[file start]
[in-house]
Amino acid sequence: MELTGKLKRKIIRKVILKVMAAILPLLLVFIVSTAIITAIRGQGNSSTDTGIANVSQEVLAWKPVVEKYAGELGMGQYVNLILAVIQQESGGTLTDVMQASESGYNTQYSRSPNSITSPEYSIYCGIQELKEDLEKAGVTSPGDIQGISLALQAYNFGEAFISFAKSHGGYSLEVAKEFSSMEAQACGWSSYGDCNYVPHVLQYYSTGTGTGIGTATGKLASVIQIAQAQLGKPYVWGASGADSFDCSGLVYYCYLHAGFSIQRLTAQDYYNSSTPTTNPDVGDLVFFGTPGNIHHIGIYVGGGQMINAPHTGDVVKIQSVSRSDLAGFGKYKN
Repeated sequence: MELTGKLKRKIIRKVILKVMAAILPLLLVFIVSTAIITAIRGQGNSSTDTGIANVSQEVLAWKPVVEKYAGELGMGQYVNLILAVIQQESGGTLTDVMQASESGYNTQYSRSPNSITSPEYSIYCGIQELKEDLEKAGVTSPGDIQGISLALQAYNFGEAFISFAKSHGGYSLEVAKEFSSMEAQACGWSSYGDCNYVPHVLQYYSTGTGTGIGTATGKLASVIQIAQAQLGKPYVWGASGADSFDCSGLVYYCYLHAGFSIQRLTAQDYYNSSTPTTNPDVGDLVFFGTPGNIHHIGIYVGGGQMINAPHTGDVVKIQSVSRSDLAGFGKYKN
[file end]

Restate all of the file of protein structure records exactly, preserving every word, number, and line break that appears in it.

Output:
[in-house]
Amino acid sequence: MELTGKLKRKIIRKVILKVMAAILPLLLVFIVSTAIITAIRGQGNSSTDTGIANVSQEVLAWKPVVEKYAGELGMGQYVNLILAVIQQESGGTLTDVMQASESGYNTQYSRSPNSITSPEYSIYCGIQELKEDLEKAGVTSPGDIQGISLALQAYNFGEAFISFAKSHGGYSLEVAKEFSSMEAQACGWSSYGDCNYVPHVLQYYSTGTGTGIGTATGKLASVIQIAQAQLGKPYVWGASGADSFDCSGLVYYCYLHAGFSIQRLTAQDYYNSSTPTTNPDVGDLVFFGTPGNIHHIGIYVGGGQMINAPHTGDVVKIQSVSRSDLAGFGKYKN
Repeated sequence: MELTGKLKRKIIRKVILKVMAAILPLLLVFIVSTAIITAIRGQGNSSTDTGIANVSQEVLAWKPVVEKYAGELGMGQYVNLILAVIQQESGGTLTDVMQASESGYNTQYSRSPNSITSPEYSIYCGIQELKEDLEKAGVTSPGDIQGISLALQAYNFGEAFISFAKSHGGYSLEVAKEFSSMEAQACGWSSYGDCNYVPHVLQYYSTGTGTGIGTATGKLASVIQIAQAQLGKPYVWGASGADSFDCSGLVYYCYLHAGFSIQRLTAQDYYNSSTPTTNPDVGDLVFFGTPGNIHHIGIYVGGGQMINAPHTGDVVKIQSVSRSDLAGFGKYKN